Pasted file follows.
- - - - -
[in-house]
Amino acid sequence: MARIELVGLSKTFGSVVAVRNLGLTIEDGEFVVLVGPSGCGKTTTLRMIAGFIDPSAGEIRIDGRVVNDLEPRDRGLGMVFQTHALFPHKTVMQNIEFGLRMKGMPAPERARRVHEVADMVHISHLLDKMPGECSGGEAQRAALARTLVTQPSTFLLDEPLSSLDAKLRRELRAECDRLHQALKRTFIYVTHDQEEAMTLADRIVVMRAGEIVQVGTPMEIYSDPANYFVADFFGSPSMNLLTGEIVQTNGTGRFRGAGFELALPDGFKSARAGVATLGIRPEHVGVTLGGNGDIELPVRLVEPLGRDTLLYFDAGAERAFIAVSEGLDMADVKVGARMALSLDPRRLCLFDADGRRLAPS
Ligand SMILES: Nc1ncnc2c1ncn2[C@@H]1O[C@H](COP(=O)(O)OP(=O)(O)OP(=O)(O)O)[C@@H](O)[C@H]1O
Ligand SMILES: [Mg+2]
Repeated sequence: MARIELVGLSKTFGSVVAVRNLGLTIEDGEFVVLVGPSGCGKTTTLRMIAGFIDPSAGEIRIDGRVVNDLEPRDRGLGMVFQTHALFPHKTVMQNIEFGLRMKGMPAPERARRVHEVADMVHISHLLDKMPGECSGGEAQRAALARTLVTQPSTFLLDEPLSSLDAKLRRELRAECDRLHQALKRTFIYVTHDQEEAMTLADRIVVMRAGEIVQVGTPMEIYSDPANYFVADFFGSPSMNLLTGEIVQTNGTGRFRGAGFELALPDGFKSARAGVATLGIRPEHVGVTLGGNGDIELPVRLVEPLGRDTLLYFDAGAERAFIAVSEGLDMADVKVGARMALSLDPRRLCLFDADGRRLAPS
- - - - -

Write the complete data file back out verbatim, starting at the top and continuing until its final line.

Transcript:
[in-house]
Amino acid sequence: MARIELVGLSKTFGSVVAVRNLGLTIEDGEFVVLVGPSGCGKTTTLRMIAGFIDPSAGEIRIDGRVVNDLEPRDRGLGMVFQTHALFPHKTVMQNIEFGLRMKGMPAPERARRVHEVADMVHISHLLDKMPGECSGGEAQRAALARTLVTQPSTFLLDEPLSSLDAKLRRELRAECDRLHQALKRTFIYVTHDQEEAMTLADRIVVMRAGEIVQVGTPMEIYSDPANYFVADFFGSPSMNLLTGEIVQTNGTGRFRGAGFELALPDGFKSARAGVATLGIRPEHVGVTLGGNGDIELPVRLVEPLGRDTLLYFDAGAERAFIAVSEGLDMADVKVGARMALSLDPRRLCLFDADGRRLAPS
Ligand SMILES: Nc1ncnc2c1ncn2[C@@H]1O[C@H](COP(=O)(O)OP(=O)(O)OP(=O)(O)O)[C@@H](O)[C@H]1O
Ligand SMILES: [Mg+2]
Repeated sequence: MARIELVGLSKTFGSVVAVRNLGLTIEDGEFVVLVGPSGCGKTTTLRMIAGFIDPSAGEIRIDGRVVNDLEPRDRGLGMVFQTHALFPHKTVMQNIEFGLRMKGMPAPERARRVHEVADMVHISHLLDKMPGECSGGEAQRAALARTLVTQPSTFLLDEPLSSLDAKLRRELRAECDRLHQALKRTFIYVTHDQEEAMTLADRIVVMRAGEIVQVGTPMEIYSDPANYFVADFFGSPSMNLLTGEIVQTNGTGRFRGAGFELALPDGFKSARAGVATLGIRPEHVGVTLGGNGDIELPVRLVEPLGRDTLLYFDAGAERAFIAVSEGLDMADVKVGARMALSLDPRRLCLFDADGRRLAPS